flip-flopper, whom voters always see as a loser. When the frame is
focused on reproductive rights and health specifically, we see a
candidate who is either uninformed (not likely) or speaks with an
unacceptable lack of moral center about abortion, sex education, and
family planning.

I truly hope Obama will have sense enough
recognize that he’s a lot more likely to persuade women like me to
support him than those who push him to betray his previously
stated pro-woman principles and will almost certainly abandon him at
the ballot box anyway.

For now, he has a long way to go to convince me my $4600 would be a good investment.

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  • invalid-0

    I really do feel like a lot of people are blowing his comments out of proportion. People are demonizing Obama for making one comment to a Christian magazine. Of course he’s going to temper his views when he’s talking to an evangelical Christian magazine! However, you have to look at his stance on Reproductive Rights, which have not changed. Have you read his other comments – the ones where he says a woman’s mental health is very important, but that “feeling blue” is not an exception? Those make much more sense. Have you read the comments he made to Planned Parenthood after their Action Fund decided to endorse him? He stated that one of the first things he would do while in office is sign the Freedom of Choice Act.
    The bottom line is, Obama has a very narrow lead and voters should be uniting to support him. When blogs like this are written, it does more harm than good by driving voters away from Obama and giving McCain more support. Women should be coming together as voters, not withdrawing their support after one comment. This is especially important when we consider what is at stake.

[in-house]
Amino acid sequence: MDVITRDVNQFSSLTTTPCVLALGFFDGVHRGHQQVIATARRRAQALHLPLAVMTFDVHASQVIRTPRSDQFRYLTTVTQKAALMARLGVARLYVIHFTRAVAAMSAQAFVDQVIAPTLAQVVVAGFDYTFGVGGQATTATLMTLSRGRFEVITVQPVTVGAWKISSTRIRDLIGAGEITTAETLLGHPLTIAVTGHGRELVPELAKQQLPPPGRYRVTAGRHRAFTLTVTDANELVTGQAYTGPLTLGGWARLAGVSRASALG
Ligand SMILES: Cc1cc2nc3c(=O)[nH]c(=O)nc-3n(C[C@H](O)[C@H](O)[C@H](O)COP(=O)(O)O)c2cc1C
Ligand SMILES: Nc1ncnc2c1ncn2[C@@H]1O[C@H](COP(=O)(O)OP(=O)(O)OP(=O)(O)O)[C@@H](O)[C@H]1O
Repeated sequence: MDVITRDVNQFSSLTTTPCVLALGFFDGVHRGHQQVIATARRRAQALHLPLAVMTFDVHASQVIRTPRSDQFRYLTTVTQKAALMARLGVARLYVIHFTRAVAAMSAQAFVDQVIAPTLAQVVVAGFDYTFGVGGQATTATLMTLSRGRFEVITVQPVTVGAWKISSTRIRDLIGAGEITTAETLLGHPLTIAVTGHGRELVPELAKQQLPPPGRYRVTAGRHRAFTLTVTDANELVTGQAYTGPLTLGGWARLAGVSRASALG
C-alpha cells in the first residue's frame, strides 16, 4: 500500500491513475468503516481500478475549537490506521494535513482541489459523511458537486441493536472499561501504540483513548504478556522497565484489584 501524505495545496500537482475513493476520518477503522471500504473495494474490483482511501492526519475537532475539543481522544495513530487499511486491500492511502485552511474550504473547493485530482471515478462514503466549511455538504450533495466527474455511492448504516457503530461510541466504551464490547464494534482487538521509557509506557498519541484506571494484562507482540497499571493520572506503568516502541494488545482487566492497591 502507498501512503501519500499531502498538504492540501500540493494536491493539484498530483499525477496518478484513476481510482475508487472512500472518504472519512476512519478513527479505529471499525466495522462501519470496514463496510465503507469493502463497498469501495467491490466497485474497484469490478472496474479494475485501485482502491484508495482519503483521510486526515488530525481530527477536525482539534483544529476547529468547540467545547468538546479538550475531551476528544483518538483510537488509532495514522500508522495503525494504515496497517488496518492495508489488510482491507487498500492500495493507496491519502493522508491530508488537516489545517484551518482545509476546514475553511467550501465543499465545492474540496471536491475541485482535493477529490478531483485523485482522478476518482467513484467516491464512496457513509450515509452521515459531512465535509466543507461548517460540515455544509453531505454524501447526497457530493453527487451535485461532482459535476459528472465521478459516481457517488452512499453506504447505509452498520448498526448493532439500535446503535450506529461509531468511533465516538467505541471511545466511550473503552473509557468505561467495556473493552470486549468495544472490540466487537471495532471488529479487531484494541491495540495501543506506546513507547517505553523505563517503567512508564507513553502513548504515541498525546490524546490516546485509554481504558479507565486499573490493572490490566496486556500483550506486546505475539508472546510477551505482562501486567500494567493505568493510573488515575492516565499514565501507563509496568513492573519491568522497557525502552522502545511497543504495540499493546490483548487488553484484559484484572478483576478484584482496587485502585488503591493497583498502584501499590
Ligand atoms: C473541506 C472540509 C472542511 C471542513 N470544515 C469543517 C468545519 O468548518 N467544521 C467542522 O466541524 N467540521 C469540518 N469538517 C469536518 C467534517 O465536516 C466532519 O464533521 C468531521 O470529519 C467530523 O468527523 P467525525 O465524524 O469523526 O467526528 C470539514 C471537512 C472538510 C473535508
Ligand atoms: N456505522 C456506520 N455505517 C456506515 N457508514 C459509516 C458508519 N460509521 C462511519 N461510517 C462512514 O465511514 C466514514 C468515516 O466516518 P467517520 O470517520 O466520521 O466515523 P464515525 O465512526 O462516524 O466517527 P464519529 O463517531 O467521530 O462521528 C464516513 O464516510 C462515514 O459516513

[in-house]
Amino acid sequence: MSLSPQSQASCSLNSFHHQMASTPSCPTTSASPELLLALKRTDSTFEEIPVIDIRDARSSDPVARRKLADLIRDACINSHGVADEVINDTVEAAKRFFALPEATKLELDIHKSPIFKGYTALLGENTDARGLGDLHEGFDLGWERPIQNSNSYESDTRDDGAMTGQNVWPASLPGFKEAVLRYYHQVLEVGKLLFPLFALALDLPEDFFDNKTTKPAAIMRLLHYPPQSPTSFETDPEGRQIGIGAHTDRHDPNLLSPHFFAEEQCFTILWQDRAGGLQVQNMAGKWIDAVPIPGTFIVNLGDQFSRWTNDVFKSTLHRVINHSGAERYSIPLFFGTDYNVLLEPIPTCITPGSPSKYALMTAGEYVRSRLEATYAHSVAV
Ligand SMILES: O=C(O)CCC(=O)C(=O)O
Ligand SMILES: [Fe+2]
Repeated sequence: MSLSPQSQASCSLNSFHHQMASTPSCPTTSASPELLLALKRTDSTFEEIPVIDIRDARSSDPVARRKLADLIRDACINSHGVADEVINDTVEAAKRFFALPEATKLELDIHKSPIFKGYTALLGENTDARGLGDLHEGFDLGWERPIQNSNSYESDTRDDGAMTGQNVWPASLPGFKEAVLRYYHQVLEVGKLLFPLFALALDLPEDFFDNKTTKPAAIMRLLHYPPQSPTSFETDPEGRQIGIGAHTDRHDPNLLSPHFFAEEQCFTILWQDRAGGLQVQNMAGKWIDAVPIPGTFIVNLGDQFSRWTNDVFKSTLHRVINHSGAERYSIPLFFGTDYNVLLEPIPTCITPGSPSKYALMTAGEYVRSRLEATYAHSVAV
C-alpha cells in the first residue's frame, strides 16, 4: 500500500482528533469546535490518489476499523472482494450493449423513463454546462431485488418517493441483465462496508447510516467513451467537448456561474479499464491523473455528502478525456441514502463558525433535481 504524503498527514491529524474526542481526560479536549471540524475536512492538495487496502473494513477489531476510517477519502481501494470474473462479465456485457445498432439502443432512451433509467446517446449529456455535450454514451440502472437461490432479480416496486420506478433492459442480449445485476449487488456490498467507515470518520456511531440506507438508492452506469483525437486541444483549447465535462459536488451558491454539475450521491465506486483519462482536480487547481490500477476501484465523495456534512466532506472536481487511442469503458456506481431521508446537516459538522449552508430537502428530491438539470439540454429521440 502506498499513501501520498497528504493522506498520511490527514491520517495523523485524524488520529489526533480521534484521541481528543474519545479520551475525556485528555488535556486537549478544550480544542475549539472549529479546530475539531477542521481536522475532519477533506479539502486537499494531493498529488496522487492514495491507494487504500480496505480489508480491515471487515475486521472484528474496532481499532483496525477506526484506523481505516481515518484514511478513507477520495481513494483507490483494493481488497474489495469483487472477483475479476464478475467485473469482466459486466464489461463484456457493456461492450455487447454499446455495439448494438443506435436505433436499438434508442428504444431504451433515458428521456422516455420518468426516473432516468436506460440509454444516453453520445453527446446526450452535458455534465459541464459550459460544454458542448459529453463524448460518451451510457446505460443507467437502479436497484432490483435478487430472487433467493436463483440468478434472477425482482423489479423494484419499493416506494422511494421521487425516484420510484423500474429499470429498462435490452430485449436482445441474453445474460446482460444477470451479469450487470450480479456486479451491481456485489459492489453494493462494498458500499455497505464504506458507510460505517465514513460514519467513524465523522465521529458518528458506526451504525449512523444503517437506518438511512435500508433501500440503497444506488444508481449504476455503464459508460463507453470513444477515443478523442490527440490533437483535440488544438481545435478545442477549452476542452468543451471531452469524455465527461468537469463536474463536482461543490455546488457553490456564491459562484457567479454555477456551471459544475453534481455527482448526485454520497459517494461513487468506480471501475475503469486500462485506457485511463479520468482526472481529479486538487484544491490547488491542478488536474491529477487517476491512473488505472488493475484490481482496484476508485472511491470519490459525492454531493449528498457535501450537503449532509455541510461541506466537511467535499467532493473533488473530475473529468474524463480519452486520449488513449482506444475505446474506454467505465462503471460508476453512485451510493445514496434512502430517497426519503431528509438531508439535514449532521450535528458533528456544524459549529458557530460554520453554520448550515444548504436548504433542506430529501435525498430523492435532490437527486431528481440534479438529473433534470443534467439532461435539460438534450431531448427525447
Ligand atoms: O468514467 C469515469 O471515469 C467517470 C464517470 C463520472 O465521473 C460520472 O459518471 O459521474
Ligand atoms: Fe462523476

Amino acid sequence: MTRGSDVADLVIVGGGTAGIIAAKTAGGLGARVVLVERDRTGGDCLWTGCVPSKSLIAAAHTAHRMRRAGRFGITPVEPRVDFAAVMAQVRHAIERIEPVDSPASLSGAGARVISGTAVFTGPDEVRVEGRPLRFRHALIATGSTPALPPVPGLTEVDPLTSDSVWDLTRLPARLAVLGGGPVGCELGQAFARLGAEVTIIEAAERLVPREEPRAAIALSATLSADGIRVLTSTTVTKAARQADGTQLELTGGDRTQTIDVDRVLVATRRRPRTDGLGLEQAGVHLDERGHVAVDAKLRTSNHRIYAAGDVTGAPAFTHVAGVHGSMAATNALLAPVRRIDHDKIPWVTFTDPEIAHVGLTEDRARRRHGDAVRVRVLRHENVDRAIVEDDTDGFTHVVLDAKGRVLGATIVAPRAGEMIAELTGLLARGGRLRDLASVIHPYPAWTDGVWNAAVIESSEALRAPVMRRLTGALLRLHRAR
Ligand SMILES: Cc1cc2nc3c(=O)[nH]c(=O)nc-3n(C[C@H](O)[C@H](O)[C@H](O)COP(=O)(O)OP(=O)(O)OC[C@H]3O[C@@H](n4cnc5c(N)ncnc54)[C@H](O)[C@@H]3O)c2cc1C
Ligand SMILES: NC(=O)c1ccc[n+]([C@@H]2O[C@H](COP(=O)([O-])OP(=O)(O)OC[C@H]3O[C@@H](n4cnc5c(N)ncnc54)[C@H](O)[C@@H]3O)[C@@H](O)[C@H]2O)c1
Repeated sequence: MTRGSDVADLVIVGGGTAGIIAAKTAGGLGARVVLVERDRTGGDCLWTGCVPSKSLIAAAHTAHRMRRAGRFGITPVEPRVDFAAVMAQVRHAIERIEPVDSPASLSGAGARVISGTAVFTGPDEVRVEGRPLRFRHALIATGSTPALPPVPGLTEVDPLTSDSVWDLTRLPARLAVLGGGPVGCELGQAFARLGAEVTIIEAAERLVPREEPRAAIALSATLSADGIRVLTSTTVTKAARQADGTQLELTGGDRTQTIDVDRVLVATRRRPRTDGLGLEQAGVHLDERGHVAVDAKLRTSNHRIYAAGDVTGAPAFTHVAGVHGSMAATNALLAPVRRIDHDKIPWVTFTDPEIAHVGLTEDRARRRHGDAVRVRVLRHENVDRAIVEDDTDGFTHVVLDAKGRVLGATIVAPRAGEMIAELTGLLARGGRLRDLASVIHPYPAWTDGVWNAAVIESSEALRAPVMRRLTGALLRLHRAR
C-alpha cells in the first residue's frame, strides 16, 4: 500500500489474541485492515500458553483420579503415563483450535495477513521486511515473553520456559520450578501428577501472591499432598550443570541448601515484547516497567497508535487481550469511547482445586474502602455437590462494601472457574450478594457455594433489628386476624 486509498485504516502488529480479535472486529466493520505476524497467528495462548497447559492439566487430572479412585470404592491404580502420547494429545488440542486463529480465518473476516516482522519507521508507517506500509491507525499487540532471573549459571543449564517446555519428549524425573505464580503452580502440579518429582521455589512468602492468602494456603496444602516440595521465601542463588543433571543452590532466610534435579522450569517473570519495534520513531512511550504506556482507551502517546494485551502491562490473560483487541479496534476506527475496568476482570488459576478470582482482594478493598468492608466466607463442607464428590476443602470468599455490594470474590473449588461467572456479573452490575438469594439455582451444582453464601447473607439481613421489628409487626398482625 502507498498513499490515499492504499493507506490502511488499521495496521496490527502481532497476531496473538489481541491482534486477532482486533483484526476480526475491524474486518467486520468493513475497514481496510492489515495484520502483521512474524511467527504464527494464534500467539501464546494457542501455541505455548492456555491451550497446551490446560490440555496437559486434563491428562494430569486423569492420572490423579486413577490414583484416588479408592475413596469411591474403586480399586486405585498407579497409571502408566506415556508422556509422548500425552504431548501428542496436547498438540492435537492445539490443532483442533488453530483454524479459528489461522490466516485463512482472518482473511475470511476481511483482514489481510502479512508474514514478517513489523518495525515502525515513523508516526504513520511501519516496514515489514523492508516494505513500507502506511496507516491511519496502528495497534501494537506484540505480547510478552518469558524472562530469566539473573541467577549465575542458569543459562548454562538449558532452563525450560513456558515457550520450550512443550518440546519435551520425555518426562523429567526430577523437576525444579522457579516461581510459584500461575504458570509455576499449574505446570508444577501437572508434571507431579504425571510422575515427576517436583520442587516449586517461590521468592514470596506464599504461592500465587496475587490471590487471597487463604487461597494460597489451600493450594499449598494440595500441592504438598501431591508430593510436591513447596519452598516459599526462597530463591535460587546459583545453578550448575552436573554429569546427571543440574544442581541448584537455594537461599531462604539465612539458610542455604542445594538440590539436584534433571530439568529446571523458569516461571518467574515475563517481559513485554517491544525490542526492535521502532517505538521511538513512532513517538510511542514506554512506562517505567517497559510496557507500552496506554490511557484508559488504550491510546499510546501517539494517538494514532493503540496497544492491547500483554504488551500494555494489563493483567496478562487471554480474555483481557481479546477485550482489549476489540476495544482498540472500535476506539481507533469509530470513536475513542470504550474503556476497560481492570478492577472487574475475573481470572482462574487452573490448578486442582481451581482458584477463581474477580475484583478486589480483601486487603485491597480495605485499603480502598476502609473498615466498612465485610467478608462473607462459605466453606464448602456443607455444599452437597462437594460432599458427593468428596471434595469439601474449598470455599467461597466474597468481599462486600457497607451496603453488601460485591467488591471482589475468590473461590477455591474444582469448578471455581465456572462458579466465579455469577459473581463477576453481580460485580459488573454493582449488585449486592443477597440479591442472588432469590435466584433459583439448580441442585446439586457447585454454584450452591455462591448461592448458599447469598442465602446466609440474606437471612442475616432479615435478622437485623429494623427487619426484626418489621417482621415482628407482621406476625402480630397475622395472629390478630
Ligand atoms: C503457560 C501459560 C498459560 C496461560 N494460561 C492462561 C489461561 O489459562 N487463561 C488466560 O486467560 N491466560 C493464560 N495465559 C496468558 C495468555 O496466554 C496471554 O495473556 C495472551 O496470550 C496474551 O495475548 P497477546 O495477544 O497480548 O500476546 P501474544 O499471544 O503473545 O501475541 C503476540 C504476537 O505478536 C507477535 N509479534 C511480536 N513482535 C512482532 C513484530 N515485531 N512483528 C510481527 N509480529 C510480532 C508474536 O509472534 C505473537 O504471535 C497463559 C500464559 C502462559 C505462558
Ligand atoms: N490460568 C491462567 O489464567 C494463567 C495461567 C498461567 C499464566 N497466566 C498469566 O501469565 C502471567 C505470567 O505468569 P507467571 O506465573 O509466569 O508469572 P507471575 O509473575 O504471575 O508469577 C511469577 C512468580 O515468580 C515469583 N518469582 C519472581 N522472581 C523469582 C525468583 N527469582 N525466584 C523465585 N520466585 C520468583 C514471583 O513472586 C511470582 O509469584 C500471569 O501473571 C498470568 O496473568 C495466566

• invalid-0

    Agreed with Jessica S. The Right is good at getting it together to back a candidate who they may not think is perfect, but who they feel is the closest to their beliefs. This is already happening in this election. Democrats could really learn something from them. Is Obama perfect? No. Clinton had plenty of flaws, too. Nobody is perfect. But Obama is infinitely better than McCain on these issues, and we’d do well to remember that. We shouldn’t be tearing Obama down, the Right will do that as well as they can, and we really don’t need to help them.

    Also, you quoted “through education and abstinence education.” I, um, don’t really see where the problem is, considering his audience. A comprehensive sex-ed program DOES include telling young people about abstinence. And birth control, etc would certainly seem to me to fall under the term “education.” In front of this group I would have been shocked if he HAD said, “teach them about condoms, the pill, how to get EC.” But his record and other speeches indicate that his stance on this is goo.